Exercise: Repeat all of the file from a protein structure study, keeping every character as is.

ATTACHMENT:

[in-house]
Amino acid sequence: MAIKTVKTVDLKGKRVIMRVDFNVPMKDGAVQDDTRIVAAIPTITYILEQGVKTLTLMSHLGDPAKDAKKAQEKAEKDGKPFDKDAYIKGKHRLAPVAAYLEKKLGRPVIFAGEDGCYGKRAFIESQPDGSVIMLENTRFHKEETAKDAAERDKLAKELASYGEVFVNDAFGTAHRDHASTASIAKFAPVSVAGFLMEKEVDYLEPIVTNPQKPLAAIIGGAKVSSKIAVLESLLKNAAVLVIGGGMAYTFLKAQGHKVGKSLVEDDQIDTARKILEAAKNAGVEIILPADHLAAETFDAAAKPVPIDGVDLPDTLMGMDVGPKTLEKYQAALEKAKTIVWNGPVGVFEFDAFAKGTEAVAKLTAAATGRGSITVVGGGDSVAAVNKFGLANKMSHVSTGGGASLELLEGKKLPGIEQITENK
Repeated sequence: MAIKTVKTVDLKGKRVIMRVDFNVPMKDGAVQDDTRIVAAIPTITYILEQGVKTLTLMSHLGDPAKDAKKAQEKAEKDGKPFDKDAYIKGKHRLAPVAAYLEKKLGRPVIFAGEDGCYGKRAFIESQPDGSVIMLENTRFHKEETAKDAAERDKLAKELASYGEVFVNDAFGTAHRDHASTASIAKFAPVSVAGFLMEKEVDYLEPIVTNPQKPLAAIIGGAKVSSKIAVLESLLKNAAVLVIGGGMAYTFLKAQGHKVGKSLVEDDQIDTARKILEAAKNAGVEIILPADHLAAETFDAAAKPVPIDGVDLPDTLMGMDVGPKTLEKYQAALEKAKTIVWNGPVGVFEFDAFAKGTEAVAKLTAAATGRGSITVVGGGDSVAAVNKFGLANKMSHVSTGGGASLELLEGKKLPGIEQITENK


[in-house]
Amino acid sequence: MAIKTVKTVDLKGKRVIMRVDFNVPMKDGAVQDDTRIVAAIPTITYILEQGVKTLTLMSHLGDPAKDAKKAQEKAEKDGKPFDKDAYIKGKHRLAPVAAYLEKKLGRPVIFAGEDGCYGKRAFIESQPDGSVIMLENTRFHKEETAKDAAERDKLAKELASYGEVFVNDAFGTAHRDHASTASIAKFAPVSVAGFLMEKEVDYLEPIVTNPQKPLAAIIGGAKVSSKIAVLESLLKNAAVLVIGGGMAYTFLKAQGHKVGKSLVEDDQIDTARKILEAAKNAGVEIILPADHLAAETFDAAAKPVPIDGVDLPDTLMGMDVGPKTLEKYQAALEKAKTIVWNGPVGVFEFDAFAKGTEAVAKLTAAATGRGSITVVGGGDSVAAVNKFGLANKMSHVSTGGGASLELLEGKKLPGIEQITENK
Repeated sequence: MAIKTVKTVDLKGKRVIMRVDFNVPMKDGAVQDDTRIVAAIPTITYILEQGVKTLTLMSHLGDPAKDAKKAQEKAEKDGKPFDKDAYIKGKHRLAPVAAYLEKKLGRPVIFAGEDGCYGKRAFIESQPDGSVIMLENTRFHKEETAKDAAERDKLAKELASYGEVFVNDAFGTAHRDHASTASIAKFAPVSVAGFLMEKEVDYLEPIVTNPQKPLAAIIGGAKVSSKIAVLESLLKNAAVLVIGGGMAYTFLKAQGHKVGKSLVEDDQIDTARKILEAAKNAGVEIILPADHLAAETFDAAAKPVPIDGVDLPDTLMGMDVGPKTLEKYQAALEKAKTIVWNGPVGVFEFDAFAKGTEAVAKLTAAATGRGSITVVGGGDSVAAVNKFGLANKMSHVSTGGGASLELLEGKKLPGIEQITENK